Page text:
RNA editing describes the process in which individual or short stretches of nucleotides in a messenger or structural RNA are inserted, deleted, or substituted. A high level of RNA editing has been observed in the mitochondrial genome of Physarum polycephalum. The most frequent editing type in Physarum is the insertion of individual Cs. RNA editing is extremely accurate in Physarum; however, little is known about its mechanism. Here, we demonstrate how analyzing two organisms from the Myxomycetes, namely Physarum polycephalum and Didymium iridis, allows us to test hypotheses about the editing mechanism that can not be tested from a single organism alone. First, we show that using the recently determined full transcriptome information of Physarum dramatically improves the accuracy of computational editing site prediction in Didymium. We use this approach to predict genes in the mitochondrial genome of Didymium and identify six new edited genes as well as one new gene that appears unedited. Next we investigate sequence conservation in the vicinity of editing sites between the two organisms in order to identify sites that harbor the information for the location of editing sites based on increased conservation. Our results imply that the information contained within only nine or ten nucleotides on either side of the editing site (a distance previously suggested through experiments) is not enough to locate the editing sites. Finally, we show that the codon position bias in C insertional RNA editing of these two organisms is correlated with the selection pressure on the respective genes thereby directly testing an evolutionary theory on the origin of this codon bias. Beyond revealing interesting properties of insertional RNA editing in Myxomycetes, our work suggests possible approaches to be used when finding sequence motifs for any biological process fails.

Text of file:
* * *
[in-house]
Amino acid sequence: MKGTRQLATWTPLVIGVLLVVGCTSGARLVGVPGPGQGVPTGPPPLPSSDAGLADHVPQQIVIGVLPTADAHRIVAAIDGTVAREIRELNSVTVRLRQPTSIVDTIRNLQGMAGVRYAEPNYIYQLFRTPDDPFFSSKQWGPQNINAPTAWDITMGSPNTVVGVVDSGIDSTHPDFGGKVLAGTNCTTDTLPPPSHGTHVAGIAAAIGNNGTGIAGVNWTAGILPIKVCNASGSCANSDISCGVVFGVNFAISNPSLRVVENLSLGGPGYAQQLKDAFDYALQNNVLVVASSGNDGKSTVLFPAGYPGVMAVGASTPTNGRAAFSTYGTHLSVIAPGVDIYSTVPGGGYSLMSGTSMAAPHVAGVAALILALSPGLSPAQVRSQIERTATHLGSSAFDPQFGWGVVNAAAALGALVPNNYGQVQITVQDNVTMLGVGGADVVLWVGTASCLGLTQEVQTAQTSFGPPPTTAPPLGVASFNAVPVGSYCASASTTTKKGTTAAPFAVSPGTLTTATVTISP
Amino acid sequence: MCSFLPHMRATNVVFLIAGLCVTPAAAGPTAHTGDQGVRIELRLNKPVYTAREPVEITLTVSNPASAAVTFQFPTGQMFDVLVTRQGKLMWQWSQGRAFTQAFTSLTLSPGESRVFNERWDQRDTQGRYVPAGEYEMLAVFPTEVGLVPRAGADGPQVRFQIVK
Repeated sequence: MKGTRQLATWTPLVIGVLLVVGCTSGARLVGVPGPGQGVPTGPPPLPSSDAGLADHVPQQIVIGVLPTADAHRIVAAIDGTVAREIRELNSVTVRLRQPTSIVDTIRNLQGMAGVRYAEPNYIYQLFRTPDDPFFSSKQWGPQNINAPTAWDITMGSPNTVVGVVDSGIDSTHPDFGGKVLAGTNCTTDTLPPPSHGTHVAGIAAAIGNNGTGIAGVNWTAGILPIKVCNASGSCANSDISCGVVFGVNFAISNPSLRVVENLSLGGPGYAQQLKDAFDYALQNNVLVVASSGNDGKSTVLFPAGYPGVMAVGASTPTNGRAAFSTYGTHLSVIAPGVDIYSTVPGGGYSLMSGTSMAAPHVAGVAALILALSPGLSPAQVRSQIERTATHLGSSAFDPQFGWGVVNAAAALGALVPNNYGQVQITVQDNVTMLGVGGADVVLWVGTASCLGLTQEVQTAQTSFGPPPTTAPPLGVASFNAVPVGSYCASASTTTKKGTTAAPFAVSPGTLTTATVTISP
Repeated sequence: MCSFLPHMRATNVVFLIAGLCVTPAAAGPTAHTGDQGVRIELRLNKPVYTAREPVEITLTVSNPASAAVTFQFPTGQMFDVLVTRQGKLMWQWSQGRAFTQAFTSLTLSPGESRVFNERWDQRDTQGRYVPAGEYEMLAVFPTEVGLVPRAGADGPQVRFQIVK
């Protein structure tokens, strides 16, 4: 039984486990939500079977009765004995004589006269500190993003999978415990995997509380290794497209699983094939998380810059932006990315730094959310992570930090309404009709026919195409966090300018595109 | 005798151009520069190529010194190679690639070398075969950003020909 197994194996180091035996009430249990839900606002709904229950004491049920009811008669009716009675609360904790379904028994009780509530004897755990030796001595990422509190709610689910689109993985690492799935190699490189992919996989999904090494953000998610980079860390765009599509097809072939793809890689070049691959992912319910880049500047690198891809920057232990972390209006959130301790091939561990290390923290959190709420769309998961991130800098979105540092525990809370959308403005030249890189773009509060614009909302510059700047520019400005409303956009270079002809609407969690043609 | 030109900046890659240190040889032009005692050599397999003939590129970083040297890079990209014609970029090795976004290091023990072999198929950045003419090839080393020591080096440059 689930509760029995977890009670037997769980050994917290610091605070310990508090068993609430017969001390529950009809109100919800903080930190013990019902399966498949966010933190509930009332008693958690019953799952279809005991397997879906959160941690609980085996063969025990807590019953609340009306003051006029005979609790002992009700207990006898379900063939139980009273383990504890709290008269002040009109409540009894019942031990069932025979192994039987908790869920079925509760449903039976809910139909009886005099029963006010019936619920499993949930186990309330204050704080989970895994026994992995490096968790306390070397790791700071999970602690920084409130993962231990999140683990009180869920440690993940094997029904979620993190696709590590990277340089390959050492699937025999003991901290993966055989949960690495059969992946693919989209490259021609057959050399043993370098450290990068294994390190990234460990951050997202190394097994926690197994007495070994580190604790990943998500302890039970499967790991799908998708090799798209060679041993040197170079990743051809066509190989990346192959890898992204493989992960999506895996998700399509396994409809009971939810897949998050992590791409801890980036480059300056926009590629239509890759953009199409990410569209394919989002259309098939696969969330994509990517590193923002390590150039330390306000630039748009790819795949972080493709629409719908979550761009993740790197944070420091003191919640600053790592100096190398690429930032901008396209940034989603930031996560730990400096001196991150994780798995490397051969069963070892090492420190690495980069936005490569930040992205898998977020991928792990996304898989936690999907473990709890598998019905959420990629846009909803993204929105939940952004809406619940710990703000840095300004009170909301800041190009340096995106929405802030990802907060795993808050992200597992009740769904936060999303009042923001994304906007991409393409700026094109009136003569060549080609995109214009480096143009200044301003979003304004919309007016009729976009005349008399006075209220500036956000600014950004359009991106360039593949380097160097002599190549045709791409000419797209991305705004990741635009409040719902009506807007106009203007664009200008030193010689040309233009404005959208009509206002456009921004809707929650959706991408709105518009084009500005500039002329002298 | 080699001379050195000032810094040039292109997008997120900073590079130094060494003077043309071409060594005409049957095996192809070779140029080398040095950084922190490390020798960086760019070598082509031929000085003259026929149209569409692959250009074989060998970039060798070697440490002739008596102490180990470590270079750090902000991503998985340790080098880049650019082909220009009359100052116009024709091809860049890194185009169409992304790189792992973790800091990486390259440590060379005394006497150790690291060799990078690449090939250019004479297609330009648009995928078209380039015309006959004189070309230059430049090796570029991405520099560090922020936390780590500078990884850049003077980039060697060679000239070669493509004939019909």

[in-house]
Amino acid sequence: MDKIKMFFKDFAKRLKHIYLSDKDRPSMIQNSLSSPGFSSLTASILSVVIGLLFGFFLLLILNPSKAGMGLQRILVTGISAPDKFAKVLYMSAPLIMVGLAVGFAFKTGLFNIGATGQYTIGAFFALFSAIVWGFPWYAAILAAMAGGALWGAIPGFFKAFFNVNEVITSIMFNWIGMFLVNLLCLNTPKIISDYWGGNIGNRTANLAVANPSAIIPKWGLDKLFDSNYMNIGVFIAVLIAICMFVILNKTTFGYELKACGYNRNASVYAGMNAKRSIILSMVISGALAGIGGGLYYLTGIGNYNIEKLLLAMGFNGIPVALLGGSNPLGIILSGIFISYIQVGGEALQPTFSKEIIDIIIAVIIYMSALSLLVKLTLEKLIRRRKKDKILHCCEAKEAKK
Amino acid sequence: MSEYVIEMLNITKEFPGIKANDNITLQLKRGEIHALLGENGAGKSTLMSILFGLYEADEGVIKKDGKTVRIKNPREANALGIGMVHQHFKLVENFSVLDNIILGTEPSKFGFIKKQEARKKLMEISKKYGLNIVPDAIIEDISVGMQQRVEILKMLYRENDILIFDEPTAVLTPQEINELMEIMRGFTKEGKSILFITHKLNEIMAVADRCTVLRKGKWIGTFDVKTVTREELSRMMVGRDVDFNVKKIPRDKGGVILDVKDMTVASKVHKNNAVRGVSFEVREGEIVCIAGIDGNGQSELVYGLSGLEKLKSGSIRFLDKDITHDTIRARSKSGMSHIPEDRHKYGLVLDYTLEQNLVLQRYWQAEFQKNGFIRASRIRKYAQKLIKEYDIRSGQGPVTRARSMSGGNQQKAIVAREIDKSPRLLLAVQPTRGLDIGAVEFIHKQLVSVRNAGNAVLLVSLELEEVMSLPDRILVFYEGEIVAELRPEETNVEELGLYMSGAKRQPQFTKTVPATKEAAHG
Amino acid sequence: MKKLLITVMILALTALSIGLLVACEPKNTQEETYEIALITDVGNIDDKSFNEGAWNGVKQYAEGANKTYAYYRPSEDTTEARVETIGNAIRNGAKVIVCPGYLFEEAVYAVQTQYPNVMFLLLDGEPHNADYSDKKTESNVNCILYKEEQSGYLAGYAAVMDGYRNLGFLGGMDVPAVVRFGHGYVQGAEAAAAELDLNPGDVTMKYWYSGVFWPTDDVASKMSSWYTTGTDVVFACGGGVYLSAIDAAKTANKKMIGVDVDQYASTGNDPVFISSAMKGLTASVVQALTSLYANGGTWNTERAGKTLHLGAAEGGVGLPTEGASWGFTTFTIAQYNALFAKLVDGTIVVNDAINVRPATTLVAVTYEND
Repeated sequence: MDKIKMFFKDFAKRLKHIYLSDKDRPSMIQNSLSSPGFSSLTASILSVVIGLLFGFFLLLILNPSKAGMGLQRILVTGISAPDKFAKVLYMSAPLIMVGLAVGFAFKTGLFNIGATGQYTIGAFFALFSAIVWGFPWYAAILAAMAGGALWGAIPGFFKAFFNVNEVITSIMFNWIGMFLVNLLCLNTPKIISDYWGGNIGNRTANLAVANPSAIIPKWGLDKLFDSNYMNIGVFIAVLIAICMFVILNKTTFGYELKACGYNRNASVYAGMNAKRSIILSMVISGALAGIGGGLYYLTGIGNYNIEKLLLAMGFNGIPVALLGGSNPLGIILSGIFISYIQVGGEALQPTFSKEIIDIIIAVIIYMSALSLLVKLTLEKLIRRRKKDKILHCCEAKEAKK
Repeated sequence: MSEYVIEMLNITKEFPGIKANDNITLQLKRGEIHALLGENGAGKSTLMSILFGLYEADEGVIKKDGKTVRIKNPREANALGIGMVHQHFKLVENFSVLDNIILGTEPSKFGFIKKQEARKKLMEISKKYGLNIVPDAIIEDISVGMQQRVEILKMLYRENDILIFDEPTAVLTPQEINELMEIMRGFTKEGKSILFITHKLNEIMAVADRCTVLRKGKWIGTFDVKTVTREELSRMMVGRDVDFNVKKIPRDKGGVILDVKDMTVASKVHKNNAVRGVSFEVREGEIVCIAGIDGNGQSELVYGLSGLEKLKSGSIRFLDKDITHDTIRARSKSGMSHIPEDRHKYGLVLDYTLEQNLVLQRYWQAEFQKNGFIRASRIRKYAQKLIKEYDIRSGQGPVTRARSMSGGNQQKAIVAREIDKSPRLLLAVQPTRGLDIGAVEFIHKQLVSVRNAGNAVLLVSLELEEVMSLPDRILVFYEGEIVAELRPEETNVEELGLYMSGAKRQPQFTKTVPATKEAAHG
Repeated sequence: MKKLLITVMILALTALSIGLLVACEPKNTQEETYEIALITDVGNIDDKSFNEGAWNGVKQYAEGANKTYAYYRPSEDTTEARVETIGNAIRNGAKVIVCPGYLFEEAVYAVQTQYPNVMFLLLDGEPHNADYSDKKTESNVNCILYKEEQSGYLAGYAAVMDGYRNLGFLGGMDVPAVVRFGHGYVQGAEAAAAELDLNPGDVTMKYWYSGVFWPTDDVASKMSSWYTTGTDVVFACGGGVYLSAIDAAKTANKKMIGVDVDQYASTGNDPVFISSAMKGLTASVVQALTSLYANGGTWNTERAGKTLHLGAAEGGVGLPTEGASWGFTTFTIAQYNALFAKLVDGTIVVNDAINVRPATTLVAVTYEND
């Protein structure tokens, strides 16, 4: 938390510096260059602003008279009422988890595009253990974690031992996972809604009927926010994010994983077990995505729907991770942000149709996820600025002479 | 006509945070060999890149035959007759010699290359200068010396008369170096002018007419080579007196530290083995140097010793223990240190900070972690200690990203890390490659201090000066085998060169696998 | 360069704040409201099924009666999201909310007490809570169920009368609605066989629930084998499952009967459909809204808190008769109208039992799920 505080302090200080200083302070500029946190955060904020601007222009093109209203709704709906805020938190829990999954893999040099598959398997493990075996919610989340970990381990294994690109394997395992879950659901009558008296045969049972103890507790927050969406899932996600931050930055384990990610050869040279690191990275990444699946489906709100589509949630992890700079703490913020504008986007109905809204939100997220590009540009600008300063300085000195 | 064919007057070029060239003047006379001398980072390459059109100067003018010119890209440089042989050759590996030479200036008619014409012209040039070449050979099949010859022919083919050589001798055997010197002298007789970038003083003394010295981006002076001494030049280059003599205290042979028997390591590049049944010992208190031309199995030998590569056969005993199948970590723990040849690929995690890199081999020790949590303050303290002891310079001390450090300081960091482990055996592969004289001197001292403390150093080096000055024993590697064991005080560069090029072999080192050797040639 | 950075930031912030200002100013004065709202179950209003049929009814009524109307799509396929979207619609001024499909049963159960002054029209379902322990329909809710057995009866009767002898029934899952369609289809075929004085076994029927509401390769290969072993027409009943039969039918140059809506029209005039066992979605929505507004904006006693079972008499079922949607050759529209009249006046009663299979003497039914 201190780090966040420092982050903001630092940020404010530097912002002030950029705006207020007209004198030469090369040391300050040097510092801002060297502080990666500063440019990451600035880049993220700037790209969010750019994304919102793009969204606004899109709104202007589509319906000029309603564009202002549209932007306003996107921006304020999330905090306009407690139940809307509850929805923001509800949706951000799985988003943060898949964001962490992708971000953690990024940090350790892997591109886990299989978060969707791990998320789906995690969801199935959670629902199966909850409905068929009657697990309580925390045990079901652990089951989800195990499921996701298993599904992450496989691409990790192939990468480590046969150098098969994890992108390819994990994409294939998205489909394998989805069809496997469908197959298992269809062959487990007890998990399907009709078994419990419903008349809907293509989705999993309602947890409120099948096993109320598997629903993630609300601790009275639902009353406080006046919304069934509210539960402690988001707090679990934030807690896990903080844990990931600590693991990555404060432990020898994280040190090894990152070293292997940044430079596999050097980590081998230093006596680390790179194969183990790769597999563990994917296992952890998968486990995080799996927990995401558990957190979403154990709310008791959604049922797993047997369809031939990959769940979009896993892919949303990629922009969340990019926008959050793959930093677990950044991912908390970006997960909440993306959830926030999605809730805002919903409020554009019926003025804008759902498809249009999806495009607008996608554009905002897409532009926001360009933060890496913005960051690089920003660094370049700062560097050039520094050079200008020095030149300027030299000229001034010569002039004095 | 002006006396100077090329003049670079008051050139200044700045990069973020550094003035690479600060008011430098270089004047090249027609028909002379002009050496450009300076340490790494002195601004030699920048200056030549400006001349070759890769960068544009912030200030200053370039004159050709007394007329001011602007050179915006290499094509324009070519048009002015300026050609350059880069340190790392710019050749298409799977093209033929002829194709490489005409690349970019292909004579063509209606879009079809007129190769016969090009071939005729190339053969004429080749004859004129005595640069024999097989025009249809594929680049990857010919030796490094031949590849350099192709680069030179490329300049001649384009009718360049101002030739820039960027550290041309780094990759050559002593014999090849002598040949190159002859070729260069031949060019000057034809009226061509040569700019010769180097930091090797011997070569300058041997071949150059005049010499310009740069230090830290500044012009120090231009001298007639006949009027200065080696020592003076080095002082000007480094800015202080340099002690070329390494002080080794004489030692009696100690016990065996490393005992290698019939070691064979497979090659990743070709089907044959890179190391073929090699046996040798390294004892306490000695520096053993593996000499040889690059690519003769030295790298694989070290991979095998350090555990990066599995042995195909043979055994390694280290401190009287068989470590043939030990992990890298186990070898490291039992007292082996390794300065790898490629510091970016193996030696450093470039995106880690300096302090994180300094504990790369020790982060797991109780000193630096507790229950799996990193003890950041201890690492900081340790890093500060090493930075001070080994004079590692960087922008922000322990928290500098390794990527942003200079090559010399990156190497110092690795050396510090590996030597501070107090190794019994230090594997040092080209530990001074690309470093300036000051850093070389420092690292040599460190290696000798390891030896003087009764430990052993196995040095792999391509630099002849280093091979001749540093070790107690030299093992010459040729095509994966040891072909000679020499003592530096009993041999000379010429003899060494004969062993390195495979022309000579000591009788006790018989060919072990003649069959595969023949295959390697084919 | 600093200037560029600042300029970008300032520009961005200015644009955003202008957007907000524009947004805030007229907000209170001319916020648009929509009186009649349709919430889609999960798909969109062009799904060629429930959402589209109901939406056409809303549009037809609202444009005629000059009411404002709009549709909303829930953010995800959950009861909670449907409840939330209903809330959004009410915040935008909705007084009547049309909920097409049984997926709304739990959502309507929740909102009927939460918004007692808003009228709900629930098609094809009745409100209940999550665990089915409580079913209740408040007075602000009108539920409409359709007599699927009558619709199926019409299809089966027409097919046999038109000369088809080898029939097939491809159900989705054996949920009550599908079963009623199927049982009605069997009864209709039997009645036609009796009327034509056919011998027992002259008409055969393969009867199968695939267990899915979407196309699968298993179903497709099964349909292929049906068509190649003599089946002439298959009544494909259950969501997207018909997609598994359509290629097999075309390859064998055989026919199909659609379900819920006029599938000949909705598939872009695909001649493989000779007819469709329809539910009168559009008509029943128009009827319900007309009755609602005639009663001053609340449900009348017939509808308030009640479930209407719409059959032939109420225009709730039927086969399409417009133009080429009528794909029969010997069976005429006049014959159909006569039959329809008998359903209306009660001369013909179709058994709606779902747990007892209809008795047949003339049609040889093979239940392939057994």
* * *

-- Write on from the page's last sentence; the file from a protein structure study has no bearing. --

RNA is an important biomolecule that is deeply involved in all aspects of molecular biology, such as protein production, gene regulation, and viral replication. However, many significant aspects such as the mechanism of RNA editing are not well understood. RNA editing is the process in which an organism's RNA is modified through the insertion, deletion, or substitution of single or short stretches of nucleotides. The slime mold Physarum polycephalum is a model organism for the study of RNA editing; however, hardly anything is known about its editing machinery. We show that the combination of two organisms (Physarum polycephalum and Didymium iridis) can provide a better understanding of insertional RNA editing than one organism alone. We predict several new edited genes in Didymium. By comparing the sequences of the two organisms in the vicinity of the editing sites we establish minimal requirements for the location of the information by which these editing sites are recognized. Lastly, we directly verify a theory for one of the most striking features of the editing sites, namely their codon bias.